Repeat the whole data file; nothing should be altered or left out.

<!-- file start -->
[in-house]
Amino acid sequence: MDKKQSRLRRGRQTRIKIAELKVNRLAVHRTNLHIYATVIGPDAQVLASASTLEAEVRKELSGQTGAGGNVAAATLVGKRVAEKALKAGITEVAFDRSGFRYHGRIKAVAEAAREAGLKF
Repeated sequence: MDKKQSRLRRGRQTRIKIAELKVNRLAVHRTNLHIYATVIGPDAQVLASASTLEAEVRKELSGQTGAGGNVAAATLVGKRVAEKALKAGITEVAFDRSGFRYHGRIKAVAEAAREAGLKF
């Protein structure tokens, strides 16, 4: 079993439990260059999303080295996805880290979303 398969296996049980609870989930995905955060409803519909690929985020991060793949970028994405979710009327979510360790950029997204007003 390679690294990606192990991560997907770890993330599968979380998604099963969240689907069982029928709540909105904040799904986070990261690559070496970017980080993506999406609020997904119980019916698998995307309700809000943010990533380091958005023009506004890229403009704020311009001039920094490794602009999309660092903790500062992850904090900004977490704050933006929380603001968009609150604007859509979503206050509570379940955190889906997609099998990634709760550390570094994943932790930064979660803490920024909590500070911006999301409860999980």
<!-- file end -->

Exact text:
[in-house]
Amino acid sequence: MDKKQSRLRRGRQTRIKIAELKVNRLAVHRTNLHIYATVIGPDAQVLASASTLEAEVRKELSGQTGAGGNVAAATLVGKRVAEKALKAGITEVAFDRSGFRYHGRIKAVAEAAREAGLKF
Repeated sequence: MDKKQSRLRRGRQTRIKIAELKVNRLAVHRTNLHIYATVIGPDAQVLASASTLEAEVRKELSGQTGAGGNVAAATLVGKRVAEKALKAGITEVAFDRSGFRYHGRIKAVAEAAREAGLKF
């Protein structure tokens, strides 16, 4: 079993439990260059999303080295996805880290979303 398969296996049980609870989930995905955060409803519909690929985020991060793949970028994405979710009327979510360790950029997204007003 390679690294990606192990991560997907770890993330599968979380998604099963969240689907069982029928709540909105904040799904986070990261690559070496970017980080993506999406609020997904119980019916698998995307309700809000943010990533380091958005023009506004890229403009704020311009001039920094490794602009999309660092903790500062992850904090900004977490704050933006929380603001968009609150604007859509979503206050509570379940955190889906997609099998990634709760550390570094994943932790930064979660803490920024909590500070911006999301409860999980």